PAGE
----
You probably haven’t seen tapered wheel bearings in many late-model vehicles. It seems that nearly every vehicle made these days will run some sort of wheel hub assembly. There are a number of reasons for this, but the biggest reason is this: ease of assembly. Not assembly for those of us that work on these vehicles, but for the assembly line.
Assembly line efficiency is a big driving force behind new automotive trends and technology. The faster a new vehicle can go down the assembly line, the better it is for the OEM. Over time, we will see parts such as tapered bearings fade away in favor of newer-style components such as wheel hub assemblies. But, tapered bearings aren’t gone, they’ve simply found their next logical home.
Let’s take a look at tapered bearing construction, their strengths and weaknesses, which applications they’re best suited for, and what you should know when your shop is servicing them.
Tapered wheel bearings are made up of four parts – the inner ring, the tapered rollers, the cage,\ and the outer ring. The inner ring, tapered rollers and the cage are all combined during manufacturing into the bearing cone. The outer ring is also known as the cup or bearing race. The cup and the cone are mated parts – they wear together over time and must be replaced in pairs.
Strengths & Weaknesses
Every component is designed with a taper, the rollers, the inner ring, outer ring and the cage. They are designed for applications where high axial, radial and combined load capacities are needed. They can cope with high loads, thanks to the large contact area between the rollers and the rings. They’re not very costly to manufacture, but they’re more labor intensive to install.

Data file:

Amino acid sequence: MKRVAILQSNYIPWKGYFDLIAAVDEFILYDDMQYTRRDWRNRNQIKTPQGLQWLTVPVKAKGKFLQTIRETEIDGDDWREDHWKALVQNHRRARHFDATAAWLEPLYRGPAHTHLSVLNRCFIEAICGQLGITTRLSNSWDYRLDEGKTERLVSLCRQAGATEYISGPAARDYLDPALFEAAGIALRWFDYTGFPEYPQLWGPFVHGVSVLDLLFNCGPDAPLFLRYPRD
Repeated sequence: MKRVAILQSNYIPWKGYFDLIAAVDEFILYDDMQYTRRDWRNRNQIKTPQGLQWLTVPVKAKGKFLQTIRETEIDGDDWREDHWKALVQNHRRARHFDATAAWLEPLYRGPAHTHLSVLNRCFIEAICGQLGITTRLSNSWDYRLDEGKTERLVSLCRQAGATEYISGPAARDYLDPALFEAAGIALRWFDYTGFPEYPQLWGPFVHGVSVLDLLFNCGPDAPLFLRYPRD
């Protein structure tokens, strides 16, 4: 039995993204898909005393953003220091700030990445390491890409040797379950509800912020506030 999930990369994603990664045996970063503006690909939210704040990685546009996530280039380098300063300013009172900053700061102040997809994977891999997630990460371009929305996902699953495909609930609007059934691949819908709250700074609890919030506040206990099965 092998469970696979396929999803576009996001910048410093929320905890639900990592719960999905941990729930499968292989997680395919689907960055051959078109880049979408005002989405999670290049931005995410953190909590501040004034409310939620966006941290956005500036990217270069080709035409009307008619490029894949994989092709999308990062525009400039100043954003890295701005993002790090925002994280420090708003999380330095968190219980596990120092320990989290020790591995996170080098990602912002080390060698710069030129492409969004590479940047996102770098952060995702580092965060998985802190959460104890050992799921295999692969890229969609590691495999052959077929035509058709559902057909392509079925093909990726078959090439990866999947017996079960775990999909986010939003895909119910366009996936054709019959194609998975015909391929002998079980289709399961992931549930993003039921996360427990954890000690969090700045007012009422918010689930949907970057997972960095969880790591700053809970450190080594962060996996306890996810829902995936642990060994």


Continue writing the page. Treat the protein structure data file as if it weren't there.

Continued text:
The large contact area between the rollers and the rings does have one downside – it can generate more friction compared to a ball-bearing design. This has a small impact on rolling resistance and fuel economy.
Tapered wheel bearings may be found in any application which requires a bearing to handle higher loads. This includes certain pickup trucks, as well as commercial and heavy-duty vehicles. In these types of applications, the slight increase in rolling resistance and friction are far outweighed by the added load capacity offered by tapered bearing construction.
Tapered wheel bearings hardly ever wear out on their own. Endplay and noise are usually indicators of inadequate lubrication, faulty installation or improper adjustment. For the repair to be successful, you must first determine why the previous bearing failed.
The grease can wear out. Grease is a precise combination of oil, thickeners and additives. Grease acts like a sponge to retain and release the oil. As a result of time and temperature conditions, the oil release properties can become depleted.
Burned or oxidized lubricant may leave a dark coating on bearing surfaces. If a bearing overheats, the hot lubricant breaks down and can cause scoring and even etching of the bearing surfaces.
Remember that with tapered roller bearings, excessive pre-load can mimic this same damage. If a bearing gets really hot, cages and seals could be deformed and lead to bearing lockup.
For tapered wheel bearing installation tips, read the full article from our sister publication, Shop Owner, here.